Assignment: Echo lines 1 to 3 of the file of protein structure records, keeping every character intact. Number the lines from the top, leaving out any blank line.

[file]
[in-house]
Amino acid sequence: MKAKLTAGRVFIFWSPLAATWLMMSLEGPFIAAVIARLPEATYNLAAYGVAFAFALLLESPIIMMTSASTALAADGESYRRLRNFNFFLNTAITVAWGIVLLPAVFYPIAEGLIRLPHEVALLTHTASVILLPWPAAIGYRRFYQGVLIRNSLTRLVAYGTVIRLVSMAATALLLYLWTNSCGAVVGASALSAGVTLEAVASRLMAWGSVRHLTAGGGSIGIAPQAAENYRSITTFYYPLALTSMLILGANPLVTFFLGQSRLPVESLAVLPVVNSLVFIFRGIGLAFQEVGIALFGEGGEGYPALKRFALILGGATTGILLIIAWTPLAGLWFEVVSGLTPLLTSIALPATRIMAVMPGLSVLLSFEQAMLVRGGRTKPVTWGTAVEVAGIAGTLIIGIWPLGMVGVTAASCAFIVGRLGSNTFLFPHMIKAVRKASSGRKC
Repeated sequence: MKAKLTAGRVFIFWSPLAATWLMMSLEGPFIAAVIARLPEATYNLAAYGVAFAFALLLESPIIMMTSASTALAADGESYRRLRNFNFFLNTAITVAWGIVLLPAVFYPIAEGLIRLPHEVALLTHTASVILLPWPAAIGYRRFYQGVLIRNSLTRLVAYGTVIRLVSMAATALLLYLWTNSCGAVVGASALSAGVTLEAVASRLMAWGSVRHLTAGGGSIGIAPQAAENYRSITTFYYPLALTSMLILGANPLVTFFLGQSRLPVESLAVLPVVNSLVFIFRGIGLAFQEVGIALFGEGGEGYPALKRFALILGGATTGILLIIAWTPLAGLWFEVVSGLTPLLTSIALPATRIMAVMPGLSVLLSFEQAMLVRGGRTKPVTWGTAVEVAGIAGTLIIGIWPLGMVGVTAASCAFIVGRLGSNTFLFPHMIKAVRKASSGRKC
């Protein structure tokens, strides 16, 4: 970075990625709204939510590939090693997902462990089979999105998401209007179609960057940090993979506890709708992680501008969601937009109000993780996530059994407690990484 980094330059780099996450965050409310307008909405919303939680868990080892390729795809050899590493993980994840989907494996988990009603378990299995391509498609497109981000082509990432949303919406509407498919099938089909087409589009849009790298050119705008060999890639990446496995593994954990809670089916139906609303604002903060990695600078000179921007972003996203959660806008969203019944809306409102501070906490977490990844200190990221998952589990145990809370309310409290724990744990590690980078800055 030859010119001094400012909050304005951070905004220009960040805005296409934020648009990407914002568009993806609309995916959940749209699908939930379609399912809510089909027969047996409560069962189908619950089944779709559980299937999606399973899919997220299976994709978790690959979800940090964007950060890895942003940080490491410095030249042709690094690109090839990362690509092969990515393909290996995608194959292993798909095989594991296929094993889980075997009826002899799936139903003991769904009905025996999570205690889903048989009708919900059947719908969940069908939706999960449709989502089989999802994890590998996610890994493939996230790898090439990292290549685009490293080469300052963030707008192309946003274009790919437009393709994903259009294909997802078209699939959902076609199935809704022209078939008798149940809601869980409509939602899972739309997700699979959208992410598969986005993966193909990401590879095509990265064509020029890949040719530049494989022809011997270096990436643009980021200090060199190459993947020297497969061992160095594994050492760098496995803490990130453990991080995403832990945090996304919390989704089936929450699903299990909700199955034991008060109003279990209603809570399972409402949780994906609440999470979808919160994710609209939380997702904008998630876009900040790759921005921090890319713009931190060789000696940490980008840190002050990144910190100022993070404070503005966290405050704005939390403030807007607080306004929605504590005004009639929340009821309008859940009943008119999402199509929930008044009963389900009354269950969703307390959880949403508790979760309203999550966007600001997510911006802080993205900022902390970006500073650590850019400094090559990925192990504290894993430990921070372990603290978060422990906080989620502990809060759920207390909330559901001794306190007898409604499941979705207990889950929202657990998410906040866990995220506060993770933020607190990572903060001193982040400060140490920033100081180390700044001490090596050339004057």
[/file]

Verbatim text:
[in-house]
Amino acid sequence: MKAKLTAGRVFIFWSPLAATWLMMSLEGPFIAAVIARLPEATYNLAAYGVAFAFALLLESPIIMMTSASTALAADGESYRRLRNFNFFLNTAITVAWGIVLLPAVFYPIAEGLIRLPHEVALLTHTASVILLPWPAAIGYRRFYQGVLIRNSLTRLVAYGTVIRLVSMAATALLLYLWTNSCGAVVGASALSAGVTLEAVASRLMAWGSVRHLTAGGGSIGIAPQAAENYRSITTFYYPLALTSMLILGANPLVTFFLGQSRLPVESLAVLPVVNSLVFIFRGIGLAFQEVGIALFGEGGEGYPALKRFALILGGATTGILLIIAWTPLAGLWFEVVSGLTPLLTSIALPATRIMAVMPGLSVLLSFEQAMLVRGGRTKPVTWGTAVEVAGIAGTLIIGIWPLGMVGVTAASCAFIVGRLGSNTFLFPHMIKAVRKASSGRKC
Repeated sequence: MKAKLTAGRVFIFWSPLAATWLMMSLEGPFIAAVIARLPEATYNLAAYGVAFAFALLLESPIIMMTSASTALAADGESYRRLRNFNFFLNTAITVAWGIVLLPAVFYPIAEGLIRLPHEVALLTHTASVILLPWPAAIGYRRFYQGVLIRNSLTRLVAYGTVIRLVSMAATALLLYLWTNSCGAVVGASALSAGVTLEAVASRLMAWGSVRHLTAGGGSIGIAPQAAENYRSITTFYYPLALTSMLILGANPLVTFFLGQSRLPVESLAVLPVVNSLVFIFRGIGLAFQEVGIALFGEGGEGYPALKRFALILGGATTGILLIIAWTPLAGLWFEVVSGLTPLLTSIALPATRIMAVMPGLSVLLSFEQAMLVRGGRTKPVTWGTAVEVAGIAGTLIIGIWPLGMVGVTAASCAFIVGRLGSNTFLFPHMIKAVRKASSGRKC